KENYA – Mumias Sugar Company has shut down its only revenue stream, plunging the firm into deeper financial woes.

The firm has been relying on ethanol for its survival but production was halted as Mumias Sugar now has to consult the receiver manager before transacting any business at its Kakamega-based plant.

Cash strapped Mumias Sugar Limited company was placed under receivership by KCB Group in September who appointed Mr PVR Rao as the sugar company’s receiver manager to take over the day to day running of the Sugar Company

“We are not conducting any business now at the firm but we are in talks with the receiver manager to ensure that we go back to business as soon as possible,” said Mumias chairman Ngumbau Mulwa.

Dr Mulwa said they had “a number of meetings” with the manager and had agreed on “a number of things that would lead to resumption of activities” at the firm.

Mumias, majority-owned by the government and for a long time Kenya’s largest miller, has not been producing sugar for close to a year and has mainly been relying on ethanol for its existence.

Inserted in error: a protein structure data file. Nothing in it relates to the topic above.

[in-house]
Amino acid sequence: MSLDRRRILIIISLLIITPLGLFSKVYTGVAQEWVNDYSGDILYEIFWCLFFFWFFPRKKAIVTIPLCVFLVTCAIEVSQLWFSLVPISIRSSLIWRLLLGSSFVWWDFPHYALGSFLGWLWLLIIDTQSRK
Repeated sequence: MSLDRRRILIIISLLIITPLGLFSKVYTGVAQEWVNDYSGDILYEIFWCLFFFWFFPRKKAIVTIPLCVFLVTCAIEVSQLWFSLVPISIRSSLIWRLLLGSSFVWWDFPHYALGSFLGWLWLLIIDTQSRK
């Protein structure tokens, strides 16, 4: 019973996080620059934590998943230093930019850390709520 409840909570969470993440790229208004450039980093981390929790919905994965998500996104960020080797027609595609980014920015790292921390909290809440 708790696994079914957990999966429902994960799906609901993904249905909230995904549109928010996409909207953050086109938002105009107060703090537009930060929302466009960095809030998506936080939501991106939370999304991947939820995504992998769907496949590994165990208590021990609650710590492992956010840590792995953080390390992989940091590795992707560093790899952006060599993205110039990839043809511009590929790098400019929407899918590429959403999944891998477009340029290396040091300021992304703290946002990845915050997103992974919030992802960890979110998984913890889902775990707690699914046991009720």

According to its half year report in the six months to December 2018, the company generated revenues from the sale of ethanol stocks that were carried over from the previous financial year as well as disposals where it made US$43 million (Sh4.3 billion).

Its sale, dropped by 96% to Sh25 million (250000) from US$6.8 million (Sh680m) recorded in a similar period the previous year.

The miller attributed the decline to lack of products for sale during the period following shutdown of its production line between July and December.

However, the sugar company managed to reduce its net loss for the period to US$15.12 million (Sh1.53bn) from US$19.5 million (Sh1.95bn) reported in the previous year, attributed to reduced costs.

The company said that earnings were negatively impacted during the review period due to reduction in sugarcane supply, which provides over 80% of its earnings, that saw the firm halt its operations.

The company, which also operates a power plant, did not export power to the national grid, hence missing out on earnings from the additional revenue stream despite resuming electricity sale to Kenya Power after renegotiating new power purchasing agreement.